‘Mama Jael’ politically kicked out Mwai Kibaki out of Nairobi to Othaya for good

'Mama Jael' and Kibaki [Photo: Courtesy]

She is credited for having politically kicked out Mwai Kibaki out of Nairobi, effectively consigning the former president to Othaya, his home constituency in Nyeri County.

That was during the 1969 General Election when women rights campaigner, Jael Mbogo - the first woman shorthand typist to join the City Council of Nairobi - almost sent a sitting cabinet minister packing in the race for Nairobi’s Bahati parliamentary seat.

Kibaki, then the Finance Minister, was behind during the early tallying, but alas! the outcome was delayed for three days, with a crack police squad swarming the polling centre.

When the verdict was announced, Britain’s The Observer newspaper termed the victory ‘a wafer-thin margin’ as Kibaki had won with 500 votes.

To avoid similar humiliation, Baba Jimmy contested the 1974 general elections in Othaya and forgot Nairobi for good.

For the mahewa generation who are still at sea, Jael Mbogo was the second national chairperson for the giant Maendeleo ya Wanawake after Phoebe Asiyo.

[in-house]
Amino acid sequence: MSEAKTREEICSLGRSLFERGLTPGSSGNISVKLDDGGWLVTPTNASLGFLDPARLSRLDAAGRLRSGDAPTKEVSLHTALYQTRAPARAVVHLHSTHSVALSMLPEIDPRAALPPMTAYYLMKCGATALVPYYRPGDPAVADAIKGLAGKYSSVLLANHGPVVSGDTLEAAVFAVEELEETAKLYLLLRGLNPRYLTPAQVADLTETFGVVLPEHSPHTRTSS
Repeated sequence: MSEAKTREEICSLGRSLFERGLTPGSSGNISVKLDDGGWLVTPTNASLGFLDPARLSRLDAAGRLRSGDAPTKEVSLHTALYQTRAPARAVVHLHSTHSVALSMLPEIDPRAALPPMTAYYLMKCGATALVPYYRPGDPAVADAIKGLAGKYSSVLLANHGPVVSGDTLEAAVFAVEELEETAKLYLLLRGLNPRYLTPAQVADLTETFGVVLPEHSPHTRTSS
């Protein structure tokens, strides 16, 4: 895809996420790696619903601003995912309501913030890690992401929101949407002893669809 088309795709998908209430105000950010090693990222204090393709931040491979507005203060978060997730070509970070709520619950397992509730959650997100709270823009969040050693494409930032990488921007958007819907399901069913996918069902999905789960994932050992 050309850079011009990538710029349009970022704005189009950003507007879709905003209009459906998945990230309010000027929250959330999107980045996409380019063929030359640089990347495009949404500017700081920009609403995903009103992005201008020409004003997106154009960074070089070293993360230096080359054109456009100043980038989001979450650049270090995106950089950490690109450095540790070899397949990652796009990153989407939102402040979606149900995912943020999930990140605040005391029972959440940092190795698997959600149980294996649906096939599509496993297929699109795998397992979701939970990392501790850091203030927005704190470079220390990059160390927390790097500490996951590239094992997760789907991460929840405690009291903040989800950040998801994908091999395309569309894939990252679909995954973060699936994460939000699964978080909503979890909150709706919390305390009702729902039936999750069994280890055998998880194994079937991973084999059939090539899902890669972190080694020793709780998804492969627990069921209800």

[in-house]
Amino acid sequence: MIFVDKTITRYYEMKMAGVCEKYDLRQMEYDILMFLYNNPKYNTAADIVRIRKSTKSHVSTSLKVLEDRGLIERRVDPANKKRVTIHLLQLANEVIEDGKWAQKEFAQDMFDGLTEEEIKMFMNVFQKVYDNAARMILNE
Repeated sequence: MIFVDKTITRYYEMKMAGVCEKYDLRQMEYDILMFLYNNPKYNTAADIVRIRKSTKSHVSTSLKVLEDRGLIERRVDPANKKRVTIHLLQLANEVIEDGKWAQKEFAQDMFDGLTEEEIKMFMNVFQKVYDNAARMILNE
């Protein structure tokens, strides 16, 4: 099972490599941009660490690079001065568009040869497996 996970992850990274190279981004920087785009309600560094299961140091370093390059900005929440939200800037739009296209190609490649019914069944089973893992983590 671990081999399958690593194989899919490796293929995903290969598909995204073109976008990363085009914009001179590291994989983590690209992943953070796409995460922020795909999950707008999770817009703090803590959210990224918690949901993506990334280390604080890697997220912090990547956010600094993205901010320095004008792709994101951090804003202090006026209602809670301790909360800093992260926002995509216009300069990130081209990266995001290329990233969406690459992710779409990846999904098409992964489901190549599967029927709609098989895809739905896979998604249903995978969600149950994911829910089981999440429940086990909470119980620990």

The 1969 elections against ‘Mama Jael’ were a near mirror image of the disputed 2007 elections that led to post poll madness in which over 1,000 Kenyans perished.

Jael told The Observer in 2008: “I was so far ahead in early vote counting that even the BBC reported that a young woman had felled a government minister....Kibaki stalled the results, and then robbed me of victory...”

According to the Northeastern Dictionary of Women’s Biography, Jael left Kenya for the USA in the late 1950s to study economics and returned in 1963.

 She first worked with Umoja wa Wanawake wa Tanzania before joining Kenya’s Maendeleo ya Wanawake, the women’s social and cultural organisation, in 1965.

Mama Jael’ was one of the six women who fought for its autonomy from the colonial Department of Community Development and Rehabilitation and headed it for 10 years before Naomi Ramtu, Ruth Habwe, Jane Kiano, Wilkister Onsando and Zipporah Kittony followed suit.

Despite participating in the 1969, 1974 and 1997 elections, Mama Jael Ogombe Mbogo, one time secretary general of Freedom from Hunger, founder member of the  League of Women Voters and Ford Kenya’s national organising secretary, never won an elective post.

She told Wajibu magazine in 2002: “I was one of the four women...who were the first to contest for elective offices... I was a pioneer. Pioneers never reap the fruits. They lead and hand over the mantle.”

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